In a letter to participants at the 10th Annual Summit Against Racism, Dennis Brutus said, "The Pittsburgh Anti Sweatshop Community Alliance is asking for a Civil Rights Bridge…the Pirates use Pittsburgh as a platform to represent themselves. That representation is not sincere without accepting a responsibility, an obligation, to reflect our values."

Sports and Exhibition Authority (SEA) should use the anti sweatshop standards encoded in the City and County anti sweatshop ordinances. It should rely on the All-Star 2006 Anti Sweatshop Proclamation signed by then City Council President Luke Ravenstahl. The Sports and Exhibition Authority has a mandate, and precedence, to address these worker rights violations at its meeting on Monday.

The SEA Board will meet Monday February 4 at 1:30 on the 3rd floor of the David L Lawrence Convention Center. Call the SEA on Monday morning to confirm that no changes to the schedule have been made. 412-393-0200

The Chair of the SEA (joint appointment) is John Chalovich. Luke Ravenstahl's appointees are Jeff Koch, Tony Ross and State Senator Wayne Fontana. Dan Onorato's appoints are Rev. William Curtis, Dr. Edie Shapira and State Senator Sean Logan.  

Members of the One Hill Coalition will be at the meeting to discuss the role they would like the Board to play in their negotiations with the Pittsburgh Penguins. Volunteers from the Black Political Empowerment Project's Racial Equity Monitoring Project will also attend. and

Update on Feb 3, 2008:
Dear Colleagues,

I am very happy to report that Mehedi Hasan was released on Sunday afternoon, Dhaka time. We have confirmed it directly with Mehedi himself. We also understand that the pending charges against him have been dropped; this is what the police have told Mehedi’s lawyer. Documents confirming this have not yet been received, however. We hope to know more soon about the government’s official position on the case and their intentions going forward. As you know, we have also been very concerned about how Mehedi was being treated in custody; we are awaiting information on this question.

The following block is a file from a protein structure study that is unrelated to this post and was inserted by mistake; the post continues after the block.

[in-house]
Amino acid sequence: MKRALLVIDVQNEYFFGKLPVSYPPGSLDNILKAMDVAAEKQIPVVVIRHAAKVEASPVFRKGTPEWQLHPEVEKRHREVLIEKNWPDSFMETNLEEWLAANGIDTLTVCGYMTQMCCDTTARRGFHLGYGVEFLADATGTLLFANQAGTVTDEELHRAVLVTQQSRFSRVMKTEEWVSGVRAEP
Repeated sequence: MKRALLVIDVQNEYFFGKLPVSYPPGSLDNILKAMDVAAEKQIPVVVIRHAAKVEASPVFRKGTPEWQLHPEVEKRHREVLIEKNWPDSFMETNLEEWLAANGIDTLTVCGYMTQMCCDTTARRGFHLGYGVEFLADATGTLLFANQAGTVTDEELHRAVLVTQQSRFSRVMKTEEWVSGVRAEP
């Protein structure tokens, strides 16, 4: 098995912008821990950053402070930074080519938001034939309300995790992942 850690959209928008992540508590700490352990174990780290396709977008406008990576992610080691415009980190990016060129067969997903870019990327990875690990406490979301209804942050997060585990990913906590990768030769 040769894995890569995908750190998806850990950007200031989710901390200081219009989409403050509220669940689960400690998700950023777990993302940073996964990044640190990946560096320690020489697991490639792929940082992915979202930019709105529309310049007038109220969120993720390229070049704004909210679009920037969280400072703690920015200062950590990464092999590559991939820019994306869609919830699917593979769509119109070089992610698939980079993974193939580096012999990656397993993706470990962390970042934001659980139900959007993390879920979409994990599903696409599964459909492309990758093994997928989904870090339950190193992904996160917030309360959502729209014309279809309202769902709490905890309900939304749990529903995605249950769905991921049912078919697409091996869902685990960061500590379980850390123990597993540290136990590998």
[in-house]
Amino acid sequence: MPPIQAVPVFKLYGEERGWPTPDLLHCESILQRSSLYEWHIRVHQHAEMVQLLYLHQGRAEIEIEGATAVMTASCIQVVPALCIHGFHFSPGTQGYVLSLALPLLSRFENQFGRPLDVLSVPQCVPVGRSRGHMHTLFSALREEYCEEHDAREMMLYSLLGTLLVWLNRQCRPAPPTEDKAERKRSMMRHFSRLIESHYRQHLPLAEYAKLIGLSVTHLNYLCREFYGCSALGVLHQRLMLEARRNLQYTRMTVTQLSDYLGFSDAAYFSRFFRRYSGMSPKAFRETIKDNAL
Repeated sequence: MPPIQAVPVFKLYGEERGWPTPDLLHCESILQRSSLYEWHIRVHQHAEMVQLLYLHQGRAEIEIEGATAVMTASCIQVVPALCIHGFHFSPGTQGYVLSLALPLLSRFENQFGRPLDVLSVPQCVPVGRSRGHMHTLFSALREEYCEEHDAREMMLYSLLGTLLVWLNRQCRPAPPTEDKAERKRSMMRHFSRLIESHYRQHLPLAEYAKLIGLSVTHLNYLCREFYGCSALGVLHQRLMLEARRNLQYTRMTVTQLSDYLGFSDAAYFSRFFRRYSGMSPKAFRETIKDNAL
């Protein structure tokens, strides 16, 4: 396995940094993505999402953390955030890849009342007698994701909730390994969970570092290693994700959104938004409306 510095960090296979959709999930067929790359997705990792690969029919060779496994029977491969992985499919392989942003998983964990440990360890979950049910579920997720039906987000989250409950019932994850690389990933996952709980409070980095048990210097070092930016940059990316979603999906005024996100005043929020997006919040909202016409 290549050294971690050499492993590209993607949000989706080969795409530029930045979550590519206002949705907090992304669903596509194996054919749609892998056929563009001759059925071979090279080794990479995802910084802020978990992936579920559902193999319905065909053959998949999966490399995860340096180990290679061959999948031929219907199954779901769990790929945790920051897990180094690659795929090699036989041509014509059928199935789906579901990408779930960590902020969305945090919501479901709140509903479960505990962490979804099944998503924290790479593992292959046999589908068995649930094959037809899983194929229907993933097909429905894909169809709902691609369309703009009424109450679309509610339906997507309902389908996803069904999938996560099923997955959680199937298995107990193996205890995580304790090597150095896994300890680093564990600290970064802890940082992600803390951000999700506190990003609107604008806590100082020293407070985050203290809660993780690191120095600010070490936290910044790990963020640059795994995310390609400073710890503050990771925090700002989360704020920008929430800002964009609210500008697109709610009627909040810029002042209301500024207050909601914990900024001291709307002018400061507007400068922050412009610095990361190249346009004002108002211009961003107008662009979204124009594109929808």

We want to thank all of you for your efforts on this. Unquestionably, it was the pressure from foreign governments, buyers, and NGOS both in Bangladesh and around the world that secured Mehedi’s release. Your help is deeply appreciated.

As we know you are all aware, there are other labor rights advocates and worker leaders in Bangladesh who have been arrested and/or are facing unfair charges similar to those to which Mehedi was to be subjected. Police and judicial procedures under the state of emergency raise grave doubts about whether any of these cases will be adjudicated justly. There is also the ongoing problem of the government’s broader effort to repress labor rights advocacy and the exercise of associational rights by Bangadeshi workers. It is our hope that the energy mobilized on Mehedi’s behalf, which has been so effective in securing his release, can be maintained and directed toward the broader goal of protecting labor rights advocates and worker representatives throughout Bangladesh. We look forward to working with you toward that goal.

Please contact us if you have questions about this update. We will provide more information about the status of Mehedi’s case as we receive it.

Thank you again for your timely and effective action.


Scott Nova
Jeremy Blasi